Obama’s Controversial Trade Deal Is Back From the Dead

The Senate just resurrected the TPA, paving the way for the largest trade deal in history.

Senate Majority Leader Mitch McConnell discusses the Trade Promotion Authority bill at a news conference in May. Evan Vucci/AP

Facts matter: Sign up for the free Mother Jones Daily newsletter. Support our nonprofit reporting. Subscribe to our print magazine.


Update (6/24/15): With just 13 Democrats on board, the Senate officially approved the Trade Promotion Authority legislation with a vote of 60-38. The legislation extends authority through the next six years, granting both President Obama and his successor the ability to negotiate trade agreements.

Things were looking grim for the Trans-Pacific Partnership—Obama’s controversial trade deal—after House Democrats turned on the president earlier this month and struck down a major provision in the “Fast Track” Trade Promotion Authority (TPA), a bill that would enable the president to complete trade-deal negotiations and present trade accords to Congress for an up-or-down vote with no amendments. But, in a stunning turnaround, the Senate voted 60-37 today to end debate on the fast-track legislation, a clear indication that it will pass and clear the way for Obama’s trade deal to move forward.

Fast-track legislation is nothing new. This type of authority has been granted to every president since Gerald Ford. But what makes it controversial is that it paves the way for negotiations to continue on the secretive and sweeping trade deals, including the Trans-Pacific Partnership, which have been met with heavy criticism from both liberal advocacy groups and Republicans who are concerned with granting the executive more power.

House Democrats nearly derailed the fast-track legislation earlier this month when they helped to vote down a measure, known as Trade Adjustment Assistance, that had been appended to the bill. By knocking down the TAA, a program widely supported by Democrats, House Dems gambled that their Senate counterparts would balk at passing the fast-track bill without the assistance program. But on Tuesday they lost that bet, when 13 Senate Democrats joined with their Republican colleagues to end debate on the TAA-less fast-track bill, which is expected to come to a final vote tomorrow. (The assistance program has been attached to another, more popular trade bill that will be voted on later this week.)

REAL QUICK, REAL URGENT

Minority rule, corruption, disinformation, attacks on those who dare tell the truth: There is a direct line from what's happening in Russia and Ukraine to what's happening here at home. And that's what MoJo's Monika Bauerlein writes about in "Their Fight Is Our Fight" to unpack the information war we find ourselves in and share a few examples to show why the power of independent, reader-supported journalism is such a threat to authoritarians.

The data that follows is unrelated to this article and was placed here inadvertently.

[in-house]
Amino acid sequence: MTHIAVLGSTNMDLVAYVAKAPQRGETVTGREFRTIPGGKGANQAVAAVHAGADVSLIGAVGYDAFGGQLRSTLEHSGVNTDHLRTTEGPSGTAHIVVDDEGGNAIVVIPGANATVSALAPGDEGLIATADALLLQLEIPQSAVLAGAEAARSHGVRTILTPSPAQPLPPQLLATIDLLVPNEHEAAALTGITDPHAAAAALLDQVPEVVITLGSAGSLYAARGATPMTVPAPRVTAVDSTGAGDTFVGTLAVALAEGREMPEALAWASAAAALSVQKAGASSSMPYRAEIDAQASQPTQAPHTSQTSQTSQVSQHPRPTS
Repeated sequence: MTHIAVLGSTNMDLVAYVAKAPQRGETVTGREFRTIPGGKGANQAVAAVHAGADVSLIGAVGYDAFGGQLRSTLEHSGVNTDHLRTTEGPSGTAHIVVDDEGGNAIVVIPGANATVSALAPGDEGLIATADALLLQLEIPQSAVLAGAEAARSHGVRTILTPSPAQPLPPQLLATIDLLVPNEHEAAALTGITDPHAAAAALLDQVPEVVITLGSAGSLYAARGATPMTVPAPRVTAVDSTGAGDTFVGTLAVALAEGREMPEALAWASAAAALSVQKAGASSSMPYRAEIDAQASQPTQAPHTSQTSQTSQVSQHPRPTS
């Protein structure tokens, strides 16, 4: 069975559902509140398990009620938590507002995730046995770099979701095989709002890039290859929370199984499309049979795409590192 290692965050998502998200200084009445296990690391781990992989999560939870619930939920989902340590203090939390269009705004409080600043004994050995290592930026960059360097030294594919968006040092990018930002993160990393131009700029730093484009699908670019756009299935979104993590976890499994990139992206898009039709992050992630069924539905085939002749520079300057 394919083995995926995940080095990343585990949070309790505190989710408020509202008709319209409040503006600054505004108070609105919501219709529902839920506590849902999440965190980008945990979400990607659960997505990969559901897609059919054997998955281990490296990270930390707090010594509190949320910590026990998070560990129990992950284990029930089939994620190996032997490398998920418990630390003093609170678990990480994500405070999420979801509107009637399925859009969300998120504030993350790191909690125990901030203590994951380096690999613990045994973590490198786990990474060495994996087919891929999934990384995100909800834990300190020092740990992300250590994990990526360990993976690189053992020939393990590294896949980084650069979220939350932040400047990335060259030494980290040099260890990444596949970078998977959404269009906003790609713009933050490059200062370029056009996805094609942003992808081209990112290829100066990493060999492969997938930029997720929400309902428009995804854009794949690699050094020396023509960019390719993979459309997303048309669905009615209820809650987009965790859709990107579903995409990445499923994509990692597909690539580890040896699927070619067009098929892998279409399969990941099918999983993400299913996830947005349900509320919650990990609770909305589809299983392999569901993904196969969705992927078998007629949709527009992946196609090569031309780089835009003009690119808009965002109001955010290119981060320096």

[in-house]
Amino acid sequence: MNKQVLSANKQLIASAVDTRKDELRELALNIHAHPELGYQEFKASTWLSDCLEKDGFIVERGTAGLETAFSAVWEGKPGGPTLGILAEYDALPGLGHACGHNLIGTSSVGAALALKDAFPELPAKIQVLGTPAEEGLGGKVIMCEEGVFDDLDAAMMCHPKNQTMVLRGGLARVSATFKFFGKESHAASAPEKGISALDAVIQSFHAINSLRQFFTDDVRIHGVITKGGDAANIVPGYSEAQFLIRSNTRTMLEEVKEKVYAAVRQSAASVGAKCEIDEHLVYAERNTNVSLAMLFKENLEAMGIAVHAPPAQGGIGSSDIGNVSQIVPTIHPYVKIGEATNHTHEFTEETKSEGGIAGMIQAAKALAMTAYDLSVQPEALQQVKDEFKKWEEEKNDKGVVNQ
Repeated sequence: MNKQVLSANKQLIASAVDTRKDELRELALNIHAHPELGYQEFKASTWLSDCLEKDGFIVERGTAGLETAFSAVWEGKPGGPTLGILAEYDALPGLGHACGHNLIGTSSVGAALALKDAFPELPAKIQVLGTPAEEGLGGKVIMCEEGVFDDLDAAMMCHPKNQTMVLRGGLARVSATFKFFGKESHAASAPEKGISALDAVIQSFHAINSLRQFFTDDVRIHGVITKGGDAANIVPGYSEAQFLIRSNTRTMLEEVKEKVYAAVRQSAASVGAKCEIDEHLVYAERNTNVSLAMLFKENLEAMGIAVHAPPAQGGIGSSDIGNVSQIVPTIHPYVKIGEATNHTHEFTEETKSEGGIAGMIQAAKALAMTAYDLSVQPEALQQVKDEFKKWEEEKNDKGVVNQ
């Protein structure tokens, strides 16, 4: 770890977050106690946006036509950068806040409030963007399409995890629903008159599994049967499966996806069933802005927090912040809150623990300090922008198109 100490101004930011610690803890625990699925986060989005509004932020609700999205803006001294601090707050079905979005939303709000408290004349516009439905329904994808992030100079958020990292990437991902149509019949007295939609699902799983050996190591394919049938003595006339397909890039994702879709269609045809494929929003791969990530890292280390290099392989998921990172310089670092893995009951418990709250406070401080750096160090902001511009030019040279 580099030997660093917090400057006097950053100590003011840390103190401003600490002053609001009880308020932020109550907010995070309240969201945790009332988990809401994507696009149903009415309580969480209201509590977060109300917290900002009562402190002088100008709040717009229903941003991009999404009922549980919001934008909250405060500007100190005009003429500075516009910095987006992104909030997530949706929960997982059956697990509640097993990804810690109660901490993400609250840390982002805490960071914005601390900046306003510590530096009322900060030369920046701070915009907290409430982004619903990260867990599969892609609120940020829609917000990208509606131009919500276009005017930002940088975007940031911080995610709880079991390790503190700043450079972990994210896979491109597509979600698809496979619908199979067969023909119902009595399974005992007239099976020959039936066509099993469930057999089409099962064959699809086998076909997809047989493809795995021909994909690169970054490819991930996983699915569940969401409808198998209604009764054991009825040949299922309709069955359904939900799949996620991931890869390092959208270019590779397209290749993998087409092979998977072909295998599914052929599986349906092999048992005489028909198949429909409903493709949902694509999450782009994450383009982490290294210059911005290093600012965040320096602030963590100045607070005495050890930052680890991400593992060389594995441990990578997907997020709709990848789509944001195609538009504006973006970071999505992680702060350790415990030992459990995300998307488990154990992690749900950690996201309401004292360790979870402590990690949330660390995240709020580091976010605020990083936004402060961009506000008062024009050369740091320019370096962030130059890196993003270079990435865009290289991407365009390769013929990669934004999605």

Corrupt leaders the world over can (and will) try to shut down the truth, but when the truth has millions of people on its side, you can't keep it down for good. And there's no more powerful or urgent argument for your support of Mother Jones' journalism right now than that. We need to raise about $450,000 to hit our online fundraising budget in these next few months, so please read more from Monika and pitch in if you can.

payment methods

REAL QUICK, REAL URGENT

Minority rule, corruption, disinformation, attacks on those who dare tell the truth: There is a direct line from what's happening in Russia and Ukraine to what's happening here at home. And that's what MoJo's Monika Bauerlein writes about in "Their Fight Is Our Fight" to unpack the information war we find ourselves in and share a few examples to show why the power of independent, reader-supported journalism is such a threat to authoritarians.

Corrupt leaders the world over can (and will) try to shut down the truth, but when the truth has millions of people on its side, you can't keep it down for good. And there's no more powerful or urgent argument for your support of Mother Jones' journalism right now than that. We need to raise about $450,000 to hit our online fundraising budget in these next few months, so please read more from Monika and pitch in if you can.

payment methods

We Recommend

Latest

Sign up for our free newsletter

Subscribe to the Mother Jones Daily to have our top stories delivered directly to your inbox.

Get our award-winning magazine

Save big on a full year of investigations, ideas, and insights.

Subscribe

Support our journalism

Help Mother Jones' reporters dig deep with a tax-deductible donation.

Donate